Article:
// After destructor for `FruitBox` runs (this function), the destructor for Melon gets
        // invoked in the usual manner, as it is not wrapped in `ManuallyDrop`.

This can be rewitten without ManuallyDrop and unsafe code as the following:

struct Peach;
struct Banana;
struct Melon;
struct FruitBox {
    box_id: usize,
    peach: Peach,
    melon: Melon, // Field that’s independent of the other two.
    banana: Banana,

impl Drop for FruitBox {
    fn drop(&mut self) {
        notify_owner!("{} consumed!", self.box_id); // Always called before destruct

impl Destruct for FruitBox {
    fn destruct(self) {
        match self {
              //Note: notify can be called here as well; but it is not recommended
              // because destruct can be bypassed.
              FruitBox{box_id:_, peach, melon, banana} => {
                  // calling melon.destruct() is optional

Guide-level explaination


trait Destruct {
    fn destruct(self);

The attribute #[match] attribute indicates this method must in its very first step, pattern match on self that moves, and so self will be invalid in any other occurrences, as self cannot be rebinded in Rust. See this RFC for detailed restrictions.


Destruct can be derived to all user types with the usual #[derive] attribute:

struct MyStruct(...)

The default code is just a simple ignoring match, and after optimization, nothing (of cause, as usual, the drop glue on child objects need to be called). This is not very useful for types that is not Drop, but if it is Drop, this changes the expectation of the drop method: partial move is now not allowed.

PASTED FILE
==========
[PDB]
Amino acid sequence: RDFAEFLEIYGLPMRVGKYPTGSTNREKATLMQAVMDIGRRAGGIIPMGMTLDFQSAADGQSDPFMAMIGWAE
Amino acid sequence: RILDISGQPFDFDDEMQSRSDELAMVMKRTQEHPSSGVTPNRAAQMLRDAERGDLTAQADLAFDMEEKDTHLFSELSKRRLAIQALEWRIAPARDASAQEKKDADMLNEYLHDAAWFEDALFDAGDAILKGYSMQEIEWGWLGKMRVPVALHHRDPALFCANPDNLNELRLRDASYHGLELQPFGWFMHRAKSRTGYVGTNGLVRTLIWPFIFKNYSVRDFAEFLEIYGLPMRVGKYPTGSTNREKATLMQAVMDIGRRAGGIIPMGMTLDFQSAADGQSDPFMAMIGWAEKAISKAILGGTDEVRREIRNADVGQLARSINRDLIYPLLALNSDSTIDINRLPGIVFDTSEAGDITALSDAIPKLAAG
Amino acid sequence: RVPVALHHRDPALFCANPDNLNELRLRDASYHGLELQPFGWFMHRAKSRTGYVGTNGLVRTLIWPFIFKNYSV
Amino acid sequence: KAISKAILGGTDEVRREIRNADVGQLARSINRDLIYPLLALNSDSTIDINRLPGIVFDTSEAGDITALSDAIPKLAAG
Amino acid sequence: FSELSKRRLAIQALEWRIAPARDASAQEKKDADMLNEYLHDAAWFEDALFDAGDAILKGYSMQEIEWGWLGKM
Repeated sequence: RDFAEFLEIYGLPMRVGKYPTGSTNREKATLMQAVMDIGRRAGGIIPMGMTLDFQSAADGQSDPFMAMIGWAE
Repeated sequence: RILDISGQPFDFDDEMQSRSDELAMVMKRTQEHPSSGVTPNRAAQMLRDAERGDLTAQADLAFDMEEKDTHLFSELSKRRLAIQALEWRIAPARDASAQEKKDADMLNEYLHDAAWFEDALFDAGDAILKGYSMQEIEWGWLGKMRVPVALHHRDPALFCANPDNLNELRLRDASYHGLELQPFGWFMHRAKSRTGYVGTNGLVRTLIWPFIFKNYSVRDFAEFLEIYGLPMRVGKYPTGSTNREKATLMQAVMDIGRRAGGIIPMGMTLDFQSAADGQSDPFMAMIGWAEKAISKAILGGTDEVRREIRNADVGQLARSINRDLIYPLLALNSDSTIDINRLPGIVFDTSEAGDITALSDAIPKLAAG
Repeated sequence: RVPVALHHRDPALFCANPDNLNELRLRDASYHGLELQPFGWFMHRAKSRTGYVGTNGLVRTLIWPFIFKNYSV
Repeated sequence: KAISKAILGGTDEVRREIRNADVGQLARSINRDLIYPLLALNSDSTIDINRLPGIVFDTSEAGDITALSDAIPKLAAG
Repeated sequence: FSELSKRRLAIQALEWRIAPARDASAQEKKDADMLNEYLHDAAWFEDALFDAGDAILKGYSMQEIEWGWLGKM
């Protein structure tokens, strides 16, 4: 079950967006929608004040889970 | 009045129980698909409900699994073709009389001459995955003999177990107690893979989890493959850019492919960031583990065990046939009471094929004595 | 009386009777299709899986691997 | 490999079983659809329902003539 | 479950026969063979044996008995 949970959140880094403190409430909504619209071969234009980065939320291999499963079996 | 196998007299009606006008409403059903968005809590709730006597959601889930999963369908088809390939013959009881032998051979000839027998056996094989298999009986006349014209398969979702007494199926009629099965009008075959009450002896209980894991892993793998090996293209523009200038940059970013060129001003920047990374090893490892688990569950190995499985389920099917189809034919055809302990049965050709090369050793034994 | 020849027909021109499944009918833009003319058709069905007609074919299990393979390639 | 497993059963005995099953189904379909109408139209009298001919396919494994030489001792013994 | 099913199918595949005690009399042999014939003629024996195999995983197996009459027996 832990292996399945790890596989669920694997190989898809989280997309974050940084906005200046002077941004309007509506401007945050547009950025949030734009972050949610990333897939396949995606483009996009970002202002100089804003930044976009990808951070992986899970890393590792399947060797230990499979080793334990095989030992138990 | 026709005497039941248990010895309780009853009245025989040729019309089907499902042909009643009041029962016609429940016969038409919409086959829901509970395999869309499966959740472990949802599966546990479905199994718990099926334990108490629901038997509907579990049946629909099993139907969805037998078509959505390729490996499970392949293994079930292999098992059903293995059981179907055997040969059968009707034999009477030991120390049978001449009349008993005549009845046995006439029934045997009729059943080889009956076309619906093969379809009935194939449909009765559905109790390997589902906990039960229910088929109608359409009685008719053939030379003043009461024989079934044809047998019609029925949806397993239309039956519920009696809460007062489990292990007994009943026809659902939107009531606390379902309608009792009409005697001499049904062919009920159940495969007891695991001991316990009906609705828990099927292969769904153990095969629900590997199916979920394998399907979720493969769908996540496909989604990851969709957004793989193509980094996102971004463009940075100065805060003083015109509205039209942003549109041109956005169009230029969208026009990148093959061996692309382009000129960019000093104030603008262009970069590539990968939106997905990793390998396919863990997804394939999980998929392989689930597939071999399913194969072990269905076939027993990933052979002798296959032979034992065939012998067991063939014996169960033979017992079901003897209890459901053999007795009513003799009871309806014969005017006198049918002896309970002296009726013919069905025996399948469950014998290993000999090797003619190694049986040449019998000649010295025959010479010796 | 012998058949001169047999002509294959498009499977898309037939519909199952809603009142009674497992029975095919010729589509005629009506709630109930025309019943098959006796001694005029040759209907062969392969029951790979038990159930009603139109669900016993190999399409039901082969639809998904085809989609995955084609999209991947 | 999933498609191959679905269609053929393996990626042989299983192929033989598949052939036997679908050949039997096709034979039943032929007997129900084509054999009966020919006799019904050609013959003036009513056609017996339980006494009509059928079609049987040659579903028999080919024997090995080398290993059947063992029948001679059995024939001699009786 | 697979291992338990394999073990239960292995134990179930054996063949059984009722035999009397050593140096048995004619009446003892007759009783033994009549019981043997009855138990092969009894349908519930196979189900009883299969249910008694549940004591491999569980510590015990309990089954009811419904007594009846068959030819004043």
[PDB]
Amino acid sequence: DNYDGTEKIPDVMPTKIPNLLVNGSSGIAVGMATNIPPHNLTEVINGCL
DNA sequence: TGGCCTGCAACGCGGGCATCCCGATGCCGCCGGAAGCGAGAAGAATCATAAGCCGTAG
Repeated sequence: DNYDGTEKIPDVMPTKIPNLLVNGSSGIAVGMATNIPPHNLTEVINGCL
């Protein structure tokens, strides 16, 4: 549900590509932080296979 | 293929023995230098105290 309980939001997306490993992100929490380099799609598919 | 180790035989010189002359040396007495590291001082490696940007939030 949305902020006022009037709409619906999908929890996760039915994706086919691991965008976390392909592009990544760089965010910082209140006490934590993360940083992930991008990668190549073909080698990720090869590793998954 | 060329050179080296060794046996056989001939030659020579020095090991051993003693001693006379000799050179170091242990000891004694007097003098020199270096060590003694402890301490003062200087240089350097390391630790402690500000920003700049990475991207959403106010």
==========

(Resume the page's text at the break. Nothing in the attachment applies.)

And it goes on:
If a type implements Destruct, its Drop cannot do partial move. Attempts to do so results in undefined behavior.

Reference-level explaination


Destruct::destruct will be called automatically whenever a value implements Destruct out of scope:

    let destructable = Destructable::new(...);
    // Generated or manually

However, an explicit pattern match that moves the value will bypass Destruct::destruct.

    let destructable = Destructable::new(...);
    match destructable {
   //No code generated

Interaction with Drop

If a type implements both Drop and Destruct, Drop::drop will be called before any pattern match that moves the value.

    let destruct_drop= DestructDrop::new(...);
    // generate only: (the users  are not able to write this, as they are today)
    // destruct_drop.drop()
    match destruct_drop { // Note, E0509 is not emitted
    let destruct_drop= DestructDrop::new(...);
    // generate only when destruct is not used manually;
    // if calling destruct manually, drop will be called inside destruct,
    // before the pattern match
    // destruct_drop.drop()
    // generated or manually


If a type implements both Drop and Destruct, the drop implementation will have to ensure when it returns, the object is still valid except that the drop glue is not to be called again. This means it should not do partial move, even in unsafe code. Attempts to do so will be unconditional UB, because when it eventually being pattern matched, there will be uninitialized values being accessed.